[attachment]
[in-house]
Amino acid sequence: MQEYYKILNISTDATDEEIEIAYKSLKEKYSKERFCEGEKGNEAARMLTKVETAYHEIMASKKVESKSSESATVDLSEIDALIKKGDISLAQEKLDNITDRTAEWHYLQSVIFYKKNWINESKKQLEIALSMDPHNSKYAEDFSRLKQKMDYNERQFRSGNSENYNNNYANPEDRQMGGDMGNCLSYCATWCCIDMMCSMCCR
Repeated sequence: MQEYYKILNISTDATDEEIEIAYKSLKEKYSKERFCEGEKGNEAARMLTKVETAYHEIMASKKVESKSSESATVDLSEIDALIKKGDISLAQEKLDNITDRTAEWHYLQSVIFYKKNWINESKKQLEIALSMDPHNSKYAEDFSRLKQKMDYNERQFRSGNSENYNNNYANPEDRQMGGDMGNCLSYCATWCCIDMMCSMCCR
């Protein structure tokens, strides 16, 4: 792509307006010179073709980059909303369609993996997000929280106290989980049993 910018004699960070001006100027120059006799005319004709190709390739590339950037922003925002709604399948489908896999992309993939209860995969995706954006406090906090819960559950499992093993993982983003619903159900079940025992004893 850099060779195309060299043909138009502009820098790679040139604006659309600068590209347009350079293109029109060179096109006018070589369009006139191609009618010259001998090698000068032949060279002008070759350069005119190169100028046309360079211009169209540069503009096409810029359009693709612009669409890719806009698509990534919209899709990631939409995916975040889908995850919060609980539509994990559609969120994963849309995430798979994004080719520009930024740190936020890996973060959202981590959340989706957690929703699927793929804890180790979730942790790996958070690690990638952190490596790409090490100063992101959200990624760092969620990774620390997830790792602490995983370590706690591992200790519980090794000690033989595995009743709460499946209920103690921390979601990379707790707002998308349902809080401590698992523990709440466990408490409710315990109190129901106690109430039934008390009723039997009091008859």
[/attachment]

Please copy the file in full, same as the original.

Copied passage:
[in-house]
Amino acid sequence: MQEYYKILNISTDATDEEIEIAYKSLKEKYSKERFCEGEKGNEAARMLTKVETAYHEIMASKKVESKSSESATVDLSEIDALIKKGDISLAQEKLDNITDRTAEWHYLQSVIFYKKNWINESKKQLEIALSMDPHNSKYAEDFSRLKQKMDYNERQFRSGNSENYNNNYANPEDRQMGGDMGNCLSYCATWCCIDMMCSMCCR
Repeated sequence: MQEYYKILNISTDATDEEIEIAYKSLKEKYSKERFCEGEKGNEAARMLTKVETAYHEIMASKKVESKSSESATVDLSEIDALIKKGDISLAQEKLDNITDRTAEWHYLQSVIFYKKNWINESKKQLEIALSMDPHNSKYAEDFSRLKQKMDYNERQFRSGNSENYNNNYANPEDRQMGGDMGNCLSYCATWCCIDMMCSMCCR
């Protein structure tokens, strides 16, 4: 792509307006010179073709980059909303369609993996997000929280106290989980049993 910018004699960070001006100027120059006799005319004709190709390739590339950037922003925002709604399948489908896999992309993939209860995969995706954006406090906090819960559950499992093993993982983003619903159900079940025992004893 850099060779195309060299043909138009502009820098790679040139604006659309600068590209347009350079293109029109060179096109006018070589369009006139191609009618010259001998090698000068032949060279002008070759350069005119190169100028046309360079211009169209540069503009096409810029359009693709612009669409890719806009698509990534919209899709990631939409995916975040889908995850919060609980539509994990559609969120994963849309995430798979994004080719520009930024740190936020890996973060959202981590959340989706957690929703699927793929804890180790979730942790790996958070690690990638952190490596790409090490100063992101959200990624760092969620990774620390997830790792602490995983370590706690591992200790519980090794000690033989595995009743709460499946209920103690921390979601990379707790707002998308349902809080401590698992523990709440466990408490409710315990109190129901106690109430039934008390009723039997009091008859």